By Yiannis Baboulias, www.vice.com
It’s been three weeks since 50 masked activists broke into the Skouries forest work site in northern Greece and torched just about every piece of machinery they could. The barrage of Molotov cocktails and environmentalist rage was directed at Canadian company El Dorado and their plans to bulldoze the ancient forest and build a mine there instead.
What started out as a protest from local residents opposing the mine (they claim it will poison the water supply and irreversibly destroy the area’s rich environment and the tourism, fishing and farming it provides) has now morphed into a full-blown counter-attack from the massed ranks of state authoritarianism and corporate shitbaggery. Nikos Dendias, the Greek Minister of Citizen Protection, set the bar the day after the attacks by visiting the site and fully living up to his promise to protect Greece’s citizens – by demanding that a load of them be arrested.
The Greek police – always happy to oblige – did just that, kidnapping university students, forcefully taking DNA samples and arresting high-school kids without notifying any of their parents. But I suppose all those tactics are fair game when you’re talking about a load of pretty arbitrary arrests for an offence that didn’t cause any human harm.
Since the attack, locals have spoken of hooded police patrolling the nearby village of Lerissos, arresting people, taking their phones away and interrogating them for hours without notifying anyone of their whereabouts or giving them the option of having a lawyer present. As you can imagine, the atmosphere in the village is now pretty tense, owing in part to the 100 or so riot and counter-terrorism police who turned to conduct a “routine search” last Thursday.
Residents, in protest against the occupying force, blocked the road that leads to the village with burning tyres and surrounded the local police station. The police responded with tear gas in an attempt to disperse the demonstration. Bizarrely, they figured one effective method would be to fire tear gas canisters into the courtyard of a nearby school, where only children were present, leaving four of them in the infirmary with breathing problems, one passed out and another injured after a canister hit her directly on the head.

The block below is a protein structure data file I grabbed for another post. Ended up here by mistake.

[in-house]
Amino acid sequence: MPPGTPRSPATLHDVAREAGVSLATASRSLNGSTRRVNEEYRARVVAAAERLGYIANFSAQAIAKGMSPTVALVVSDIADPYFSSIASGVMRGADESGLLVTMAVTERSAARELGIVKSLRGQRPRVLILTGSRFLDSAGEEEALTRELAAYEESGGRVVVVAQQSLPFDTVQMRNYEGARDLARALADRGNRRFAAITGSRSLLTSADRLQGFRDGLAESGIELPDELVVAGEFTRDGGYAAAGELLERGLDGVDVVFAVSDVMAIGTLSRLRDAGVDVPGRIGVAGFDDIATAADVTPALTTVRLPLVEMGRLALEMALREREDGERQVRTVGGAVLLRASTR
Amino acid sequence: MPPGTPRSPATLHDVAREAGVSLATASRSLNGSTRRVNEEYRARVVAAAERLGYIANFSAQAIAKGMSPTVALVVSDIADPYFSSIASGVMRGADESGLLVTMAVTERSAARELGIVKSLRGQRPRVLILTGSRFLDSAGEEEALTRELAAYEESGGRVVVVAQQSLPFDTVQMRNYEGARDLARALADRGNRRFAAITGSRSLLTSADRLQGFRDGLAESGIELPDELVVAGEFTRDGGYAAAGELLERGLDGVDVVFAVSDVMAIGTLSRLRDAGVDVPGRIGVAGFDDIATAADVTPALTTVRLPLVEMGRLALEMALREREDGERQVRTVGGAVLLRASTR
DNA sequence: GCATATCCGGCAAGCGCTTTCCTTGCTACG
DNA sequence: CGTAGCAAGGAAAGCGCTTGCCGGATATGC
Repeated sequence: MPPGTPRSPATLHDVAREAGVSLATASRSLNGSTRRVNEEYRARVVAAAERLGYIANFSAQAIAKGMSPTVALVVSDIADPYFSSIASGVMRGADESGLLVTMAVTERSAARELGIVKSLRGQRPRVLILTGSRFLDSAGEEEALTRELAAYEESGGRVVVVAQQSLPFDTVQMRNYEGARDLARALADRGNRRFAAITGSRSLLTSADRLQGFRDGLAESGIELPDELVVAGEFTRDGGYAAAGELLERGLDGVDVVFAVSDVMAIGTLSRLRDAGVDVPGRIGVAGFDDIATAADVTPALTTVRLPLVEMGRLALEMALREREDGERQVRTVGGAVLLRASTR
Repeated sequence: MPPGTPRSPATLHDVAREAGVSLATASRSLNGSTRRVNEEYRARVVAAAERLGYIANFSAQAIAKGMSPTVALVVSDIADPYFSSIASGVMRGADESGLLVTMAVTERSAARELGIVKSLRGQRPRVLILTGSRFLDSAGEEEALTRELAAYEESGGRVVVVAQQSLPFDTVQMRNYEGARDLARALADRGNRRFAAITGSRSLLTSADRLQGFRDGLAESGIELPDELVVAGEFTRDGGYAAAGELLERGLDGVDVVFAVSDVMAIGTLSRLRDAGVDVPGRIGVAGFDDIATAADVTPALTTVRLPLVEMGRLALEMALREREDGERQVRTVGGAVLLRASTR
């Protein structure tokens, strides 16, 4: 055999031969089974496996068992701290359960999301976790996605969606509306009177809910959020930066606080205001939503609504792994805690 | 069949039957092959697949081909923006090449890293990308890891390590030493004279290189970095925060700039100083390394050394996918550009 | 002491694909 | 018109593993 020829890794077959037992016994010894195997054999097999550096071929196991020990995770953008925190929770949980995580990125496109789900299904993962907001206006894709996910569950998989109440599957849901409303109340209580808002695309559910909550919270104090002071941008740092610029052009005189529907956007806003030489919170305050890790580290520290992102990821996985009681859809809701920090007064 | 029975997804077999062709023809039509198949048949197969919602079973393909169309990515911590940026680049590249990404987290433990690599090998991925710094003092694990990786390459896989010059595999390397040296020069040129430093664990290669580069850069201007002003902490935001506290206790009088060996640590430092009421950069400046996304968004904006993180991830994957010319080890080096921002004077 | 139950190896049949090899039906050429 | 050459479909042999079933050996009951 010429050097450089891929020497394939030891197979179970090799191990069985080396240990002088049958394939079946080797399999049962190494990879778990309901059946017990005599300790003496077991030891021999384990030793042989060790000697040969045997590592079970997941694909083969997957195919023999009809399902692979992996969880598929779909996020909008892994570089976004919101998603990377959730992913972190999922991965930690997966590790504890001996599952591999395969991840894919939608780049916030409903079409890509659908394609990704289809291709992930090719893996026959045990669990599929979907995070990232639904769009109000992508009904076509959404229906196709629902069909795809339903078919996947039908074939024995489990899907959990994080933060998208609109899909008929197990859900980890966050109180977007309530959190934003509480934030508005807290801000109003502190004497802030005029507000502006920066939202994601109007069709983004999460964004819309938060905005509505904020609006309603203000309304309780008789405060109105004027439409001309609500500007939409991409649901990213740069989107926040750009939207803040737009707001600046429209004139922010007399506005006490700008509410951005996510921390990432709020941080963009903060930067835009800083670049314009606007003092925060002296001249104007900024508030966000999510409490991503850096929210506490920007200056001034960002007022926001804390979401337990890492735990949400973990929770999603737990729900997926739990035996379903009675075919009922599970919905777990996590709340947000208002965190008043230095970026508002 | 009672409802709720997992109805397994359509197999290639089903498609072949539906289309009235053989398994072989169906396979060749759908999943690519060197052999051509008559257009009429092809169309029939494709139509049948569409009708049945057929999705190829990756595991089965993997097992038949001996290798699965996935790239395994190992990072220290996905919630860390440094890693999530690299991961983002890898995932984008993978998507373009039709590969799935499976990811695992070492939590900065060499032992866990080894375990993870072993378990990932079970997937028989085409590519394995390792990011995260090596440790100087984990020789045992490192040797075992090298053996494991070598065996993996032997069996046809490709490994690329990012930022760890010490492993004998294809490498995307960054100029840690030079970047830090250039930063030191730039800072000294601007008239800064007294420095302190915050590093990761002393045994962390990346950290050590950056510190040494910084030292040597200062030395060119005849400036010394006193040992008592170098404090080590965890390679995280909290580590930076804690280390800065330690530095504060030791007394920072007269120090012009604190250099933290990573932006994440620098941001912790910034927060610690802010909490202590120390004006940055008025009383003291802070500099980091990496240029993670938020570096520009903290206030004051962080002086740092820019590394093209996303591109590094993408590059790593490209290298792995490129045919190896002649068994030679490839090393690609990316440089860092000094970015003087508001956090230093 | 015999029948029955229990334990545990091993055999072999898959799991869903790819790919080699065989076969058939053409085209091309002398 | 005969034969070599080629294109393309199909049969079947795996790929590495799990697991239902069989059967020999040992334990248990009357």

As if that wasn’t enough of a disaster, another story surfaced a couple of days ago: a newborn baby inhaled some of the tear gas chemicals, had to be rushed to the hospital and is now suffering from anaemia. Because it’s clearly dumb to admit that you’ve carelessly harmed children and given a baby a blood deformity, the police initially claimed that no chemicals had been used, before amending their statement to admit that there had been a “limited use”. Footage of residents standing in front of a pile of canisters suggested that “limited” might not have been the right word.
One of the arrested high-school students, 15-year-old Konstantina, appeared on national television and recounted her experience: “I was called on my mobile by someone saying they were from the anti-terrorism unit and told I had to go to the precinct and testify. I told them I was 15 and had no idea what they wanted, but they said I should come and that they should notify my parents before I did. I turned up and they asked me a load of irrelevant questions that I’m pretty sure won’t help solve the case. I also want to call out the Vice-Minister of Education who publicly denied my questioning, even though I have an official document to prove it. He should be ashamed of himself.”